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Fox Chief Claims Netflix Ratings A “Myth”

FX Networks CEO, John Landgraf, has taken aim at Netflix’s rating numbers, ahead of FX joining Disney studios, claiming the streaming giant is misrepresenting its success.

“Netflix is not telling you the whole story,” Landgraf stated, at the Television Critics Association winter press tour, taking bold aim at one of television’s biggest competitors.

Credit: Photo by David Buchan/Variety

Landgraf has accused the streaming giant of playing unfair by self-reporting its own ratings instead of using Nielsen metrics, the industry-standard for television networks.

Recently, Netflix claimed that its original series You — originally aired on US network Lifetime — was set to be “watched by over 40 million member households” in its first four weeks on the platform.

Landgraf took issues with the number, claiming that Netflix count households that watch only part of an episode — Netflix counts views up to 70% of any title — rather than only counting total viewership per episode.

If Nielson metrics were applied to the data, Landgraf claimed it would be closer to eight million viewers per episode, still impressive but not the colossal feat that Netflix reported.

Netflix’s metrics create a “myth“, he said, that most of the platform’s shows are hits when they endure a large number of misses.

The FX chief is known for questioning Netflix’s influence on the creative community and its approach to programming, but he also criticised “Silicon Valley companies”, specifically Google and Facebook.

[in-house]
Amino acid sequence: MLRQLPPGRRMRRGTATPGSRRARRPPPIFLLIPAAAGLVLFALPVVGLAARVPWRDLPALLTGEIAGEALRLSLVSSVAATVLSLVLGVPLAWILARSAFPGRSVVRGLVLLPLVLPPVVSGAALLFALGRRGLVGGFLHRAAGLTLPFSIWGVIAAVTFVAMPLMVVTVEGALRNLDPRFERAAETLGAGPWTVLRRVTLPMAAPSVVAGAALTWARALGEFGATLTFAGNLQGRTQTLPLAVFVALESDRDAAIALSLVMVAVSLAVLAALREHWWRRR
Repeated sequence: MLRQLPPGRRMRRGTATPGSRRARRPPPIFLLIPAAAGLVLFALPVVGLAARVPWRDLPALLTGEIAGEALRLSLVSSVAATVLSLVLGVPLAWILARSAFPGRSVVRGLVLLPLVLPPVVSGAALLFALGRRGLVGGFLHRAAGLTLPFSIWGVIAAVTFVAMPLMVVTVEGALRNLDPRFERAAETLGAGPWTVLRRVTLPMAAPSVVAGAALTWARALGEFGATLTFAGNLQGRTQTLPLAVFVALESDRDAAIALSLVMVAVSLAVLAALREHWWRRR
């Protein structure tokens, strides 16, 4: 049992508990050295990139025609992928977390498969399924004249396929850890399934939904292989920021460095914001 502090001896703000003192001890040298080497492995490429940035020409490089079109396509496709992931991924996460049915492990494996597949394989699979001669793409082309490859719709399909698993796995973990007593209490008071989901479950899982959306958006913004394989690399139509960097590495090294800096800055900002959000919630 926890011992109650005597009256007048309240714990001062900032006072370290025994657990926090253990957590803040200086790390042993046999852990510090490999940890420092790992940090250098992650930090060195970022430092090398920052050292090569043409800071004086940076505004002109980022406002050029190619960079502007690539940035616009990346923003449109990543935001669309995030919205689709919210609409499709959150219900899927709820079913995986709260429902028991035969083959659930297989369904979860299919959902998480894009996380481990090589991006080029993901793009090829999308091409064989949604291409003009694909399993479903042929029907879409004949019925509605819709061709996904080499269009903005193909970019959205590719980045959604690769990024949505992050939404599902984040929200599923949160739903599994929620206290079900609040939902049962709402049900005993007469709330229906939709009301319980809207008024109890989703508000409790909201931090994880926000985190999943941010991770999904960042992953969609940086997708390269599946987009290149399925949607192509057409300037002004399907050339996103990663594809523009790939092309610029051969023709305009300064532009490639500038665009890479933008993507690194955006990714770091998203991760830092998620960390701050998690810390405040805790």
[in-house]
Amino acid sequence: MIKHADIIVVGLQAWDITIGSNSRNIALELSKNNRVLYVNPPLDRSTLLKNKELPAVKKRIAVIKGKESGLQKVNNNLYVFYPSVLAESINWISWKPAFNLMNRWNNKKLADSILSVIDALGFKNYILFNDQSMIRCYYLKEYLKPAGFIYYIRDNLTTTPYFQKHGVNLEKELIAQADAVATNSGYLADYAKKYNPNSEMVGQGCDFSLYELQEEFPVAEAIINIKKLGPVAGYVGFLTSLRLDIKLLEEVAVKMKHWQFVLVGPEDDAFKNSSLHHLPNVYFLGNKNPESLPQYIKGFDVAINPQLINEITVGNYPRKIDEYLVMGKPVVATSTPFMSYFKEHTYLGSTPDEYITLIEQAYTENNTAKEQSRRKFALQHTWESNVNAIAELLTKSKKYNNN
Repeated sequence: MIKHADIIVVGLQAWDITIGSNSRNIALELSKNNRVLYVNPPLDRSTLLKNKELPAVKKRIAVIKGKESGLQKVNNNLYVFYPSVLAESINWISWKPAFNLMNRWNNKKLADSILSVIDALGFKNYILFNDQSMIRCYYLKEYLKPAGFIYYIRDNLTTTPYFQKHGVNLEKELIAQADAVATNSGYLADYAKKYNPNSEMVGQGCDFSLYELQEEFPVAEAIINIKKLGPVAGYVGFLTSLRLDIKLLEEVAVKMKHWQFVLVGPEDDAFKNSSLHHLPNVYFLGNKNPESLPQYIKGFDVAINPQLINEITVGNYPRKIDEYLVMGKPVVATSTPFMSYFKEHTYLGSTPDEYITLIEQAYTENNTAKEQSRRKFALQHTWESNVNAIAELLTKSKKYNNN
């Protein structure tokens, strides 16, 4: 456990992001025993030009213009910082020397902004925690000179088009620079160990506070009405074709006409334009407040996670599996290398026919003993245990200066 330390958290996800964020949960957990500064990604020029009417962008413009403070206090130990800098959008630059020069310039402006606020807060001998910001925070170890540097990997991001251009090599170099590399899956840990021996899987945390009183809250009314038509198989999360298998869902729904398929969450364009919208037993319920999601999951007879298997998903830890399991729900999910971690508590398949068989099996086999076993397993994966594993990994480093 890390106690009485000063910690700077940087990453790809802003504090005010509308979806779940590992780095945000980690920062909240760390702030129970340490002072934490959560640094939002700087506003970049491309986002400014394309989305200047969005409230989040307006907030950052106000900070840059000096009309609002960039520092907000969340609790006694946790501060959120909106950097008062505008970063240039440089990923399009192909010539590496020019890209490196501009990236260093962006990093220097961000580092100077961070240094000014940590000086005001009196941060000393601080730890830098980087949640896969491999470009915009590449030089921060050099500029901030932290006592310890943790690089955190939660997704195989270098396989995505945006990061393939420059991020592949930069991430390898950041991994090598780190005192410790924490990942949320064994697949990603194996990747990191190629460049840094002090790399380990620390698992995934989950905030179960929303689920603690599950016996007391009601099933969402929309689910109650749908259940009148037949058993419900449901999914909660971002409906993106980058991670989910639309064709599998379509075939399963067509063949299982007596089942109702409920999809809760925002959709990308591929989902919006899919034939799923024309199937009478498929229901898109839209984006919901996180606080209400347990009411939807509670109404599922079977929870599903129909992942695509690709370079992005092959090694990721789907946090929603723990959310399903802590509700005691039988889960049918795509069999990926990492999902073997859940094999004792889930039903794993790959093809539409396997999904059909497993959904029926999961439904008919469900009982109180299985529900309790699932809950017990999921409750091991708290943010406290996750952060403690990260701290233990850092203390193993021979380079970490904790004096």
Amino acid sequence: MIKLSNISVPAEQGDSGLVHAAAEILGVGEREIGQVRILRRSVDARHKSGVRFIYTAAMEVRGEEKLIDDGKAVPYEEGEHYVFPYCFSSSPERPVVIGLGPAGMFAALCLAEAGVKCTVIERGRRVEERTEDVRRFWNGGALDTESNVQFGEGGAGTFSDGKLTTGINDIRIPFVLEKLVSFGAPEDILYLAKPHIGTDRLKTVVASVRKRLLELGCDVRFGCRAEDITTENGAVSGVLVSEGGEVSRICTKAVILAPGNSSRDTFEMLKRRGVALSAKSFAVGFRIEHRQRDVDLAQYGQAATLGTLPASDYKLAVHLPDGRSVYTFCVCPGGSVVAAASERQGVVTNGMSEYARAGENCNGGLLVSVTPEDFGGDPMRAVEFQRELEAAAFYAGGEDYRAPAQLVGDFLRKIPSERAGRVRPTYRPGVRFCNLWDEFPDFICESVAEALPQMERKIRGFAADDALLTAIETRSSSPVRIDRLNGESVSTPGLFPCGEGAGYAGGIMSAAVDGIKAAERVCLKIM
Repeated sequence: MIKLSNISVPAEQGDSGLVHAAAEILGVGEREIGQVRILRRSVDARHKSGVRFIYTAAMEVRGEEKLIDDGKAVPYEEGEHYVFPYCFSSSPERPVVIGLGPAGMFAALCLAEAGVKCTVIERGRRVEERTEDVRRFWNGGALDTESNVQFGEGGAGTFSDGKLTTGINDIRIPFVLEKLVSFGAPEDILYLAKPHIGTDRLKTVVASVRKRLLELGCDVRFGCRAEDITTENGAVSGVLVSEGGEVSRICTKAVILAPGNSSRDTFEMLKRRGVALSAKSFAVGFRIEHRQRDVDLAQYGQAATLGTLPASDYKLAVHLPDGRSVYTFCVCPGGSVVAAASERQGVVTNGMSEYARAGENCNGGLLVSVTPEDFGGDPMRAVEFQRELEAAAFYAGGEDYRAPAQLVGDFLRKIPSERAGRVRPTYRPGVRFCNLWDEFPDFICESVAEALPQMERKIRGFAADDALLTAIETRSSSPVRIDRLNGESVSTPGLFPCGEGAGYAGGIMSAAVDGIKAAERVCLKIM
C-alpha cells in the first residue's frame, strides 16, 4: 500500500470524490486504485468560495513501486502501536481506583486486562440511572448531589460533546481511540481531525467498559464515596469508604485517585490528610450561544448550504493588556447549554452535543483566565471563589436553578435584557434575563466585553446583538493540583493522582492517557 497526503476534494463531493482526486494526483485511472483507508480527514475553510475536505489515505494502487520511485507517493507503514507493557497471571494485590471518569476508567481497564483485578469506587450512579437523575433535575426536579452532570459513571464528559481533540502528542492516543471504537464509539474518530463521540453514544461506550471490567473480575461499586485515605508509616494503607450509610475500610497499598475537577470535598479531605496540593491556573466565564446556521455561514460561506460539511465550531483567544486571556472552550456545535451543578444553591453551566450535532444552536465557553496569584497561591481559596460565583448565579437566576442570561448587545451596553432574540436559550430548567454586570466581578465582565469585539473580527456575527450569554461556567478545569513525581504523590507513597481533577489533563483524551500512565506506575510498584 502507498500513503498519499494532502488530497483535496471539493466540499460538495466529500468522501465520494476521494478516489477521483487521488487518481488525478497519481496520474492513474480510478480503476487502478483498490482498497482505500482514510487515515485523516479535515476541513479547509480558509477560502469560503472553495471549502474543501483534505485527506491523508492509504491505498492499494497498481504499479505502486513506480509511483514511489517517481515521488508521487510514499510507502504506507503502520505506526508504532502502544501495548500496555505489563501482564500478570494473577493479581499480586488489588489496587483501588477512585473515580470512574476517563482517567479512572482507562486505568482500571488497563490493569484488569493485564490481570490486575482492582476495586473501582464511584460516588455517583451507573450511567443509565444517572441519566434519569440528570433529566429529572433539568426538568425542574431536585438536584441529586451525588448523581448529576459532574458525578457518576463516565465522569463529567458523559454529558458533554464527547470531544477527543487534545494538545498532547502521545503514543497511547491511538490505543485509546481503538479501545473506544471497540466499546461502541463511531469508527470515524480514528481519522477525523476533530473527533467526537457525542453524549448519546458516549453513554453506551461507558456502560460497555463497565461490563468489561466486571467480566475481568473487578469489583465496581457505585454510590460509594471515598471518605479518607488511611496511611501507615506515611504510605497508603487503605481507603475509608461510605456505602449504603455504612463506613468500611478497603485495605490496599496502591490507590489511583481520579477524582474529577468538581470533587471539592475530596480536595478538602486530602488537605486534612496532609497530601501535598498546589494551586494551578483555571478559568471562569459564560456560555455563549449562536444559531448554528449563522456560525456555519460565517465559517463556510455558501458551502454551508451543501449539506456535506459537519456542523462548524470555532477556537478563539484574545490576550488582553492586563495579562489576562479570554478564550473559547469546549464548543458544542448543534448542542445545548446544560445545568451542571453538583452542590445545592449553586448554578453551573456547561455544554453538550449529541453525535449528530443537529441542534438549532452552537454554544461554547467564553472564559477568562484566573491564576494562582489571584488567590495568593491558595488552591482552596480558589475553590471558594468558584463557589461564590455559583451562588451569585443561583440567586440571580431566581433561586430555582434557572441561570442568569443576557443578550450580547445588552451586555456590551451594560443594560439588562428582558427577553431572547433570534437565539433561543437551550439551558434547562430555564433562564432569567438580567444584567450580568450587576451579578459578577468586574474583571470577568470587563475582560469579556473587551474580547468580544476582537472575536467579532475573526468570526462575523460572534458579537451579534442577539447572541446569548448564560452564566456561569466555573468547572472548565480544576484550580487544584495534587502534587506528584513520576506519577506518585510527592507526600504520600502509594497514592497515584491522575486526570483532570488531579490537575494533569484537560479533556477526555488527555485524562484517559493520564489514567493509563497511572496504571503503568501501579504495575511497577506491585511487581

He complained of what he called the “monopolistic” hold that the tech industry’s “endless money canons” have on studios and how that can influence a show’s success or failure.

His comments are surprising in light of FX’s soon-to-be-parent company Walt Disney recently acquired 20th Century Fox assets including its film studios, a move which many saw as “monopolistic”.

Landgraf did admit that he isn’t completely against streaming content or platforms and stated he is “really grateful” and “excited” that FX will be working with a streaming platform, likely the upcoming Disney+.

He admitted it would be “problematic” if FX didn’t work with a “major streaming service.”

Disney is also expected to reveal its streaming service Disney+ to investors on April 11th and launching later 2019 to customers.

Netflix lost its rights to stream Disney content at the close fo 2018, with Disney inking deals with Stan and Foxtel locally, although some perceive the Stan deal to be a “placeholder” until Disney+ lands.

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